Let me just give you a great piece of advice for your training: Reversed luring. I don’t know how people train without it, I really don’t J
I use reversed luring in two ways: In order to help the dog learn to control itself (which is a dreadfully important skill when hunting, in everyday life, in obedience training, etc, etc) and as distraction training. The two kind of morph together after a while. I’ll go through how I train, but let’s first take a look at what reversed luring really is. When I use reversed luring, I want the dog to think ”Aha, you’re trying to trick me into quitting doing what I’m doing, but I’m not falling for it! I know my job!”. I always begin teaching the dog reversed luring using a treat. I continue on to using a toy and also a combination of treats and toys. But one thing at a time! Let’s begin with the treat.
DO THIS: Reversed luring with a treat
Here’s two videos of Quling learning reversed luring. The first video shows the very first training session, and the second video is from the second session. This is also my very first organized training session with my puppy. I chose to begin with reversed luring after noticing that my puppy was a bit ”crazy”, and probably will need a lot of work on self control both now and in the coming years to learn how to resist temptations.
As you can see, the ”rule” is that I close my hand when he makes a mistake, while an open hand means that he’s doing the right thing. With a dog that is this eager, I can’t begin to introduce this rule directly. First, I just want him to begin to understand what the game is about. I think that Quling, who’s a very soft dog, was a bit uneasy when I closed my hand quickly and happened to touch his nose a couple of times (that’s why he backed away during the last repetitions).
In the beginning of the video, I’m trying to figure out how I’m going to reward him. I try using my left hand to take the treat and reward him, but it’s not working. But he did learn where the treat came from in record time! 😉 I quickly changed my strategy and let him take the treat when I cued ”ok”. He didn’t know that cue before this training, so it evolved into teaching that too.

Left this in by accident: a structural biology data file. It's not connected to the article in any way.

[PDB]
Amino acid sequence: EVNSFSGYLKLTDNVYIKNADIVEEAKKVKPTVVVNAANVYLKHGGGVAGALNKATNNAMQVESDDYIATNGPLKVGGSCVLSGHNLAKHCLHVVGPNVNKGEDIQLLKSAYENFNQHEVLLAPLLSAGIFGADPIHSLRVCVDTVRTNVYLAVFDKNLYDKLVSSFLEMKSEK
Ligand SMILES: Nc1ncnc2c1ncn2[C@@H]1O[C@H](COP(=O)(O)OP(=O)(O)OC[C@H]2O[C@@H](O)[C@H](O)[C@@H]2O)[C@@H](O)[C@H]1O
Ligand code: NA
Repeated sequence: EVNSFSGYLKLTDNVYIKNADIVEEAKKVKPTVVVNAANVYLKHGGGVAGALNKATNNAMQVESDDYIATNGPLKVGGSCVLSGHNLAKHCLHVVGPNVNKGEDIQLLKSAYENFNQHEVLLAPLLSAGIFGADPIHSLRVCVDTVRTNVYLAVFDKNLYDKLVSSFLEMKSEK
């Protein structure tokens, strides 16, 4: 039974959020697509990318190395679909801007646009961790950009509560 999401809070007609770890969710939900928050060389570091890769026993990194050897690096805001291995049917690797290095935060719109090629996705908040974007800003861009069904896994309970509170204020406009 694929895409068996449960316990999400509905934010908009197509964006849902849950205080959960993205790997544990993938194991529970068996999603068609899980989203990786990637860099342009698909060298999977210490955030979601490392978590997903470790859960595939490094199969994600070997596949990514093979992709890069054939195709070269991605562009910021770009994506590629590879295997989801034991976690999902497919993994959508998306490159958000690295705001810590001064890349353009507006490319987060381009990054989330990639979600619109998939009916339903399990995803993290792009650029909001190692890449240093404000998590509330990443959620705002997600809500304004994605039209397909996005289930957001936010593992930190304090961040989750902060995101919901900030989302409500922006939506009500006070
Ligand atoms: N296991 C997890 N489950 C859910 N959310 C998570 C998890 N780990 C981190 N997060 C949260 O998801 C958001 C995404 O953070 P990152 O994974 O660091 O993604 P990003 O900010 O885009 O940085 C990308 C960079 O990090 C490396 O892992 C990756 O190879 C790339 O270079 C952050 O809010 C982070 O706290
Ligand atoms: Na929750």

A common mistake that many people make in the beginning, is being stingy and asking for too much from the dog, wanting the dog to figure out the game straight away. Don’t make that mistake! Be quick to reward your dog as soon as he moves his head away from the hand ever so slightly. It might just be for a quarter of a second and in the beginning it might just be by chance.
Make sure to keep your training sessions super short with a puppy. Preferably set a timer. Maybe 1 minute is suitable, before taking a break? A great many puppies need even shorter sessions. You’ll notice if your dog ”loses it” and doesn’t manage to keep focused or doesn’t make any progress. If this happens, you have been training for too long. Try to never put yourselves in that situation and keep your sessions short right off the bat.
My first training session lasted less than 11 minutes in total. But in that time I for example took the time to answer a handyman, put Totte and Tassla back on station, cuddle and play with Quling, get more treats and check if the camera was on. I’m guessing actual training took place for about 5 minutes over 6 short sessions.
Here’s our second training session: